• Just because a society might have theological boundaries, you can’t draw a conclusion about what any individual might due in the theoretical absence of those boundaries. Galileo wrote his treatise after seeking, discussing with and thinking he had received the approval of the Pope to do so. Yet even after being denounced, he not only continued his scientific work, but he also financially supported his daughter as a nun in a convent, as well as the convent she served in and the Roman Catholic church that denounced him. He could have just as easily gone off and intellectually “sulked in a corner” somewhere.

        Newton’s religious views tended more towards an Eastern Orthodox theology (not that he specifically declared as much) The point being that in 17th century Anglican/Puritan England, he purposely chose to hold a religious faith that still managed to essentially poke a sharp stick in the eye of ecclesiastical authorities. He could have more easily chosen instead to remain theologically mute, but did not do so.

        Regardless, I’m sure you know as well as I that there is a long list of important scientists, mathematicians and philosophers throughout history to this day who have had strong religious faith and, at the same time, contributed greatly to our understanding of nature, medicine, the universe, physics, chemistry, etc. One doesn’t necessarily preclude the other.

  3. Yes, justanyjon, you beat me to the punch regarding the Galileo; I would also like to add that many Western and Easter European states were adding observatories. Even France by the late 17th century under Louis XIV had one.

    As noted, religious persecution transpired then as it does today in hostel nations. My point with this post is to note that we do not have to agree in order to allow both to advance humanity. The only alternative is religious conflict — and we have seen how much that has advanced man.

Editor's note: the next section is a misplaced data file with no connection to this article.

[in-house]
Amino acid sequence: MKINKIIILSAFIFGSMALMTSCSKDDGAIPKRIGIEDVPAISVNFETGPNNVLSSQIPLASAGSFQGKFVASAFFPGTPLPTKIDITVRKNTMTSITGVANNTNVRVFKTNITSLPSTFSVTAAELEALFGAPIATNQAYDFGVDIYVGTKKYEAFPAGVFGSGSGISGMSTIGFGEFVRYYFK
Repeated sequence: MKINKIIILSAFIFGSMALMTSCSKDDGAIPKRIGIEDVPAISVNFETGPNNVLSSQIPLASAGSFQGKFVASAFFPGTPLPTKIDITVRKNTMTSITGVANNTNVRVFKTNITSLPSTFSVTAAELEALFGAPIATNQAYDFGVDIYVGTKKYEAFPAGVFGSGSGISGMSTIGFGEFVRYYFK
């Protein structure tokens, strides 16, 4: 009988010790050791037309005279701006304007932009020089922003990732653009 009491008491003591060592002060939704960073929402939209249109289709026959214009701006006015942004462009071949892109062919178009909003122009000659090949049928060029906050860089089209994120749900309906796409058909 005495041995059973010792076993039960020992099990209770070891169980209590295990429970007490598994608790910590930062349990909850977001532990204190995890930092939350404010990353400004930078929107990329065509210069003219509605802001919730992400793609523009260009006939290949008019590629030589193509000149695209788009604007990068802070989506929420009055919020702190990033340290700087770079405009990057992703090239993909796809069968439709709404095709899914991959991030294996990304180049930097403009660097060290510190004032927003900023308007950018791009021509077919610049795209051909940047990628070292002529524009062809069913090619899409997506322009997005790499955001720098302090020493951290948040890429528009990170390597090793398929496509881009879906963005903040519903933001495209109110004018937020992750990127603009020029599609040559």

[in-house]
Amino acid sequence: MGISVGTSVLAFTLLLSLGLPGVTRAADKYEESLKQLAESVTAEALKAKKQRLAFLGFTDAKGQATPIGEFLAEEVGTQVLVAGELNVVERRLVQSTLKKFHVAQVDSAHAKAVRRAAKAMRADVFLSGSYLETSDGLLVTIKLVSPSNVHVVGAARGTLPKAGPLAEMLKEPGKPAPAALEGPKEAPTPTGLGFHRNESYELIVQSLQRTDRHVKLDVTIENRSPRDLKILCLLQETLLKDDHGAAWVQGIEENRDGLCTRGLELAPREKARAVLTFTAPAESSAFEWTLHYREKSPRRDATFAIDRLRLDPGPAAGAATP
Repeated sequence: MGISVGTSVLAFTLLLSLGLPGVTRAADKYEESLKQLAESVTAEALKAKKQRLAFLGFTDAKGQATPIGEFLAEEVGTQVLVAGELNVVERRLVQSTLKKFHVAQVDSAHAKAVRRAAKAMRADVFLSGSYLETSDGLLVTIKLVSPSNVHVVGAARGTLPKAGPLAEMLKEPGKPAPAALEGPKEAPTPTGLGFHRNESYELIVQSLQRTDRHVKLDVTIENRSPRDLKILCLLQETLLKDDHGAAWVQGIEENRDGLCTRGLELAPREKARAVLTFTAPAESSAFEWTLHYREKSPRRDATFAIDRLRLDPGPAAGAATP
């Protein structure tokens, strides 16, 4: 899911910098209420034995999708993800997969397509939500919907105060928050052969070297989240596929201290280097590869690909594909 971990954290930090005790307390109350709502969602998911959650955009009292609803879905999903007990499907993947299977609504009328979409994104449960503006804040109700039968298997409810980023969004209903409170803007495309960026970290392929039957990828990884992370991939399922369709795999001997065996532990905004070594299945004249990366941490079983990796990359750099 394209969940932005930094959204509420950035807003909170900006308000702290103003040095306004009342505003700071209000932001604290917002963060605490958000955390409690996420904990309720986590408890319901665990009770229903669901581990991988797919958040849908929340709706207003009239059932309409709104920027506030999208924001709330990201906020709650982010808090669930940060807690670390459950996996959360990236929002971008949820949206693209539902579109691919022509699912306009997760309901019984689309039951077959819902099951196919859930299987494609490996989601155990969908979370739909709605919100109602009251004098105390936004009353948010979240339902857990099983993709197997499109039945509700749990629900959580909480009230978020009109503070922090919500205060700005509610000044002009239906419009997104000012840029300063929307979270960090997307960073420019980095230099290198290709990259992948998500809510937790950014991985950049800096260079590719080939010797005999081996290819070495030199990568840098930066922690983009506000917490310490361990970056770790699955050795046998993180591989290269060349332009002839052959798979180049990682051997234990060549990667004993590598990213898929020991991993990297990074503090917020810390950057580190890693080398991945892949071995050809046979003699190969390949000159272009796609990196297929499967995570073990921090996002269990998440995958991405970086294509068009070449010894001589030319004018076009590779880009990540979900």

4. I enjoyed the debate. You got it right Carson when you talk about two opposing sides focusing on the betterment of humanity. As an atheist, I could care less what others think or believe. I do not want to be legislated as you stated on your blog, but I do want to be free to share my values and how my values might advance my friends.

  5. The evolution vs creationism debate last night really only cleared up one thing for me: it’s totally okay to make fun of someone else’s belief system all in the name of “science”. Let me tell you that mocking someone else’s beliefs does not make you any more “scientifically correct” or even intelligent for that matter

  6. I was able to sit and watch the whole debate tonight. I think it was conducted in a respectful manner and I didn’t see that anyone belief systems were ridiculed. I found it interesting and entertaining, but don’t think anyone’s minds were changed. I also found that, as Steve pointed out, Pat Robertson (of all people) takes issue with Ken Ham.

  7. I never agree with Pat Robertson, but he actually got something correct here. My issue with some Christians understanding of time is they ignore the point that it is a device created by man. So, this maybe the only time you hear me agree with this guy.

  8. I’ve only watched excerpts of the Nye and Ham debate because, quite frankly, 2.5 hours of it is way beyond the limits of my attention span.

    The so-called religion vs. science debate is really a problem of categories. Science seeks to observe and explain the natural world. Religion, generally speaking, seeks to explain the supernatural world — something beyond that which can be measured and explained by experimental (and even theoretical) science.

    To read a sacred text like the Bible as a science textbook is just bad reading, bad hermeneutics. Pay close attention to Genesis 1 and 2. These are two different creation stories making two very different theological points.